Schakowsky stumping for stimulus

Adam Sege

CHICAGO – Finding a parking space outside an unemployment office is tough these days, U.S. Rep. Jan Schakowsky (D-9th) learned Monday.

The congresswoman visited the Illinois Department of Employment Security, 2444 W. Lawrence Ave., Monday to voice her support for a national economic stimulus plan. It was yet another busy day at the employment office, and one of Schakowsky’s staff members discovered later that her car had been towed.

Schakowsky spent much of her visit talking with about 50 unemployed constituents waiting to receive government benefits. In a press conference afterwards, she said the stories she heard underscored the need for the stimulus package.

“I’m hearing a lot of fear,” said the congresswoman, whose district includes Evanston. “Just one story after another of hardworking people, right here in our community, who need some help at this time to be able to take care of their families.”

Illinois lost 36,000 jobs in December alone, Schakowsky said. According to the Department of Labor, nationwide unemployment hit 7.6 percent in January after the biggest one-month job loss since 1974.

Congress is bitterly divided on a proposed economic recovery plan costing more than $800 billion. Last week, the House approved the plan without a single Republican vote.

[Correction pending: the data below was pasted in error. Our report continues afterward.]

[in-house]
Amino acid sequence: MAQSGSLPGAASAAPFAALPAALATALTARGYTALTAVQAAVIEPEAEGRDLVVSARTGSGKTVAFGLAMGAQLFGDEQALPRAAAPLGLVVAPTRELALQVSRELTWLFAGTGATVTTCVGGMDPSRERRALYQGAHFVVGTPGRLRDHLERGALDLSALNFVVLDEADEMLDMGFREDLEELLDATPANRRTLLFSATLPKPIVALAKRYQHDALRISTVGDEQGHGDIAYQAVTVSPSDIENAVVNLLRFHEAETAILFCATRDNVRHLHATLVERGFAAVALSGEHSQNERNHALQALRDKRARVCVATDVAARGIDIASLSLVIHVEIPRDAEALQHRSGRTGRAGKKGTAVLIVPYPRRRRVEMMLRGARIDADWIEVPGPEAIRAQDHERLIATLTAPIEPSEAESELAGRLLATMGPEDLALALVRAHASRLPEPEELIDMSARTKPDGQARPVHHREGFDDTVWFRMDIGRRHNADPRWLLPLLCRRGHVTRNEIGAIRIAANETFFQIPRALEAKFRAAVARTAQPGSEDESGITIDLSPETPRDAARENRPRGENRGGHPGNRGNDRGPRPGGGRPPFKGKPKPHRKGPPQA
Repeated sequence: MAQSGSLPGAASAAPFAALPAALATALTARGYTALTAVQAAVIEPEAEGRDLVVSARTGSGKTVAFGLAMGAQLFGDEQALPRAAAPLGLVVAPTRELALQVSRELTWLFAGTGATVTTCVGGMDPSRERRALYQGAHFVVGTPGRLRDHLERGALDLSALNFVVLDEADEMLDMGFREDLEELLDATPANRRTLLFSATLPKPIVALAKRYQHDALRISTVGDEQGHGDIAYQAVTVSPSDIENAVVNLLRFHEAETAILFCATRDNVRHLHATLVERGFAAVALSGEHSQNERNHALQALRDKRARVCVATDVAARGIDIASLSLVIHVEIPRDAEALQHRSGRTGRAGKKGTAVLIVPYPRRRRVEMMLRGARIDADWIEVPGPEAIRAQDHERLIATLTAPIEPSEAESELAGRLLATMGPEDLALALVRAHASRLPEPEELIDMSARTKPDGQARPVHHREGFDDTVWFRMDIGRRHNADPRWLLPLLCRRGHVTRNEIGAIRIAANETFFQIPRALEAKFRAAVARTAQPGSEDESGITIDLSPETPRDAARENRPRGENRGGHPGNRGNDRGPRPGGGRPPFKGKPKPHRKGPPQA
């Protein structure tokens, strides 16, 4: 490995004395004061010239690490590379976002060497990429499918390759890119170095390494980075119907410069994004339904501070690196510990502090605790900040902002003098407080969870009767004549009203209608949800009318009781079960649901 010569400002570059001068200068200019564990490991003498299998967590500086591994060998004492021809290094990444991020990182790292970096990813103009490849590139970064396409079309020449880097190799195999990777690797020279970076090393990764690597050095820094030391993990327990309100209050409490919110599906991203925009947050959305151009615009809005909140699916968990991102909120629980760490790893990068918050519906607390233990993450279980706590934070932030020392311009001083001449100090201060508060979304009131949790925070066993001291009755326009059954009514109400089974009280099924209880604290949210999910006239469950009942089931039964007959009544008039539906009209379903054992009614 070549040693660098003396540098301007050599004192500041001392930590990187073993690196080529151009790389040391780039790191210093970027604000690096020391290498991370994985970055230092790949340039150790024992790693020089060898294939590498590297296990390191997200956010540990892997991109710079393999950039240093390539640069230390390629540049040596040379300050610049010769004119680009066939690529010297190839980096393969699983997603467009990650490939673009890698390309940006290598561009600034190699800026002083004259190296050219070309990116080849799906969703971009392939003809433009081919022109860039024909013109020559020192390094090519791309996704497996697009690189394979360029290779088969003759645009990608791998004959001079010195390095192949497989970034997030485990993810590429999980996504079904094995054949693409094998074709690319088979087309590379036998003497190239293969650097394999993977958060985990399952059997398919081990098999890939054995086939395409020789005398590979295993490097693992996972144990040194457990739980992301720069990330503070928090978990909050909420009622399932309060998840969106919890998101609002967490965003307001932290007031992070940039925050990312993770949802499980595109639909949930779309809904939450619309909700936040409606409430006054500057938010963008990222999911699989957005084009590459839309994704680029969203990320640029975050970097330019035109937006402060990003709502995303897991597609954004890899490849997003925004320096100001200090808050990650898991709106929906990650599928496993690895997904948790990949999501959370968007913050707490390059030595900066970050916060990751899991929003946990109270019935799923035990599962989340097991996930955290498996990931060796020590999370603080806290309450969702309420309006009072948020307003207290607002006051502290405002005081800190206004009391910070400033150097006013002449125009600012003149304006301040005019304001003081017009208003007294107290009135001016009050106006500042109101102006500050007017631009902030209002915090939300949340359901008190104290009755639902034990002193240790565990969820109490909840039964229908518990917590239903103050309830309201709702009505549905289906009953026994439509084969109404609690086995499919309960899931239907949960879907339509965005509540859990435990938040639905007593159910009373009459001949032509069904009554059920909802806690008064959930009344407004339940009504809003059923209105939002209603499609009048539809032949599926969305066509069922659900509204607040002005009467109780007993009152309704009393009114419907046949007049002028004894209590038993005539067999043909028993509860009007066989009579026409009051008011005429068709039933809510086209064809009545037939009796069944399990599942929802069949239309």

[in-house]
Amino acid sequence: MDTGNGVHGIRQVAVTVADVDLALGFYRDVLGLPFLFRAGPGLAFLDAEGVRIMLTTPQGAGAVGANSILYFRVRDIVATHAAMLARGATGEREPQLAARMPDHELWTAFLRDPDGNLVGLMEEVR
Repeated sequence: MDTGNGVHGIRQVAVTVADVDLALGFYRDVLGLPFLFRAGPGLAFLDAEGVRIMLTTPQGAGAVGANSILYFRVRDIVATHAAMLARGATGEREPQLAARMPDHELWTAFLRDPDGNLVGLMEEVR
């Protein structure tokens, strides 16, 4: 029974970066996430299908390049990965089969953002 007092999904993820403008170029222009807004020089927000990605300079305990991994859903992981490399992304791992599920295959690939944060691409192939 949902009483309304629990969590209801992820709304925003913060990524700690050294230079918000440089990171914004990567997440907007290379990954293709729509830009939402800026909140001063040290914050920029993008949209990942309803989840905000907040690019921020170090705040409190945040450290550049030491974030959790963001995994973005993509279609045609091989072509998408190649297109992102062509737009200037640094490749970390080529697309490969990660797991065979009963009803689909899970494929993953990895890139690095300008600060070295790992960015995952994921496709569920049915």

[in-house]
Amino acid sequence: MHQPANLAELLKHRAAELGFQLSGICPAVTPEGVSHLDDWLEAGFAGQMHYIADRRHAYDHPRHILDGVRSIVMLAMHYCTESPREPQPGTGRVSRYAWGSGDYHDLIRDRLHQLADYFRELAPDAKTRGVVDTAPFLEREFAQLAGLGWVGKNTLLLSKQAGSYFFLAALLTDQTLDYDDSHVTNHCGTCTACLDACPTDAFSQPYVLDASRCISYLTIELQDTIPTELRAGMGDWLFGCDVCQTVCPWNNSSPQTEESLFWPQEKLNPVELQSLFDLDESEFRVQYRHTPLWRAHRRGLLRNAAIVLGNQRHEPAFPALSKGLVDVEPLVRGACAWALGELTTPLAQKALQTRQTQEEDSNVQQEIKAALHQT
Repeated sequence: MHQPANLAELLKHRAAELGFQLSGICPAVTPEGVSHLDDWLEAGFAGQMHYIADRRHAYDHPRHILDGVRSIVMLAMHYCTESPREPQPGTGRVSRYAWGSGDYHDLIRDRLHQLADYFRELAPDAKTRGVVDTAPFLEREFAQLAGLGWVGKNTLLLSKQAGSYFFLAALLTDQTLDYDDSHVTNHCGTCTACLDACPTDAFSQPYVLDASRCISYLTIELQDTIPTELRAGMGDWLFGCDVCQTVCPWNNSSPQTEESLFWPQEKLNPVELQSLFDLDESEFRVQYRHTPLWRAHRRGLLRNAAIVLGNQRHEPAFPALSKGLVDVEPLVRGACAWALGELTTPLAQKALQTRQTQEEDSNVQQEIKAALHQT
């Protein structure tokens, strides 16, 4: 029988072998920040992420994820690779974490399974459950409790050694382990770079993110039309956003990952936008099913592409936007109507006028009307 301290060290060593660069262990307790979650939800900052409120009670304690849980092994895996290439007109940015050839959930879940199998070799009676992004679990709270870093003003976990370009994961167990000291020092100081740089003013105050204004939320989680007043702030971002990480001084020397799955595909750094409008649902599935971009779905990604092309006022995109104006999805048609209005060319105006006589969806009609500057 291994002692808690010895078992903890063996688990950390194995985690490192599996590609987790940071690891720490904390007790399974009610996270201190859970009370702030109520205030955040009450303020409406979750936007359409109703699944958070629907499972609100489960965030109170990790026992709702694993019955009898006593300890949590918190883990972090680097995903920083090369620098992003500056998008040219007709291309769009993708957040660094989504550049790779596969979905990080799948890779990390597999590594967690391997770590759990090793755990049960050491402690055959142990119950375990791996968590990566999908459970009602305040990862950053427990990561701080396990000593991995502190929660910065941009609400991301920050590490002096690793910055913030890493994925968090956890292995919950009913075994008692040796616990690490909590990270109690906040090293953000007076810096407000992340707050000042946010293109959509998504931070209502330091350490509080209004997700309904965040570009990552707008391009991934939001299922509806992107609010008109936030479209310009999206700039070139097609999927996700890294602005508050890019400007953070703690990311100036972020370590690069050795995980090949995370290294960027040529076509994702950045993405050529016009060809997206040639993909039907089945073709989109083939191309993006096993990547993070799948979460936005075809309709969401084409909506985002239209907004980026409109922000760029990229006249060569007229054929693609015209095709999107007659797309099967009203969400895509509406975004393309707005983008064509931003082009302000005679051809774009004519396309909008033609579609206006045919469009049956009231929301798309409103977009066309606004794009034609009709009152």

For Republican Rep. John Shimkus (R-19th), the bill included too much unnecessary spending, a spokesman said.

“Congressman Shimkus opposed the original House-passed version of the stimulus package due to the many pork-type projects and non-stimulus funds that were added to the package,” said Steve Tomaszewski, the Illinois congressman’s press secretary. “Buying cars for the government or computers for the government doesn’t necessarily equate to jobs immediately, and the premise of the package is to create jobs now.”

The Senate will vote on their version of the plan today. If the bill passes, the Senate and House will meet and decide on a common version, which will then go to each chamber for a final vote. President Obama has said he wants to sign the bill by the end of the week.

William Jamison, regional manager for the Illinois Department of Employment Security, echoed Schakowsky’s support for the bill at Monday’s press conference.

“Things are worse than we have seen them in a very long time,” Jamison said. “Now is the time when people need government the most, because the government is the fabric of what makes our country run.”

Jennifer Mierisch, 32, will also be watching the vote closely.

Cradling her seven-week-old daughter at Monday’s press conference, Mierisch told the press that on May 1 she will be laid off from her job at an educational tutoring company.

“Both my husband and I must work to afford our home and pay for health insurance for our growing family,” Mierisch said.

The stimulus package would be a “step in the right direction” for her and other unemployed Americans, Mierisch said.

“We’re educated, we’re willing to work hard,” she said. “We just need for the jobs to be there.”

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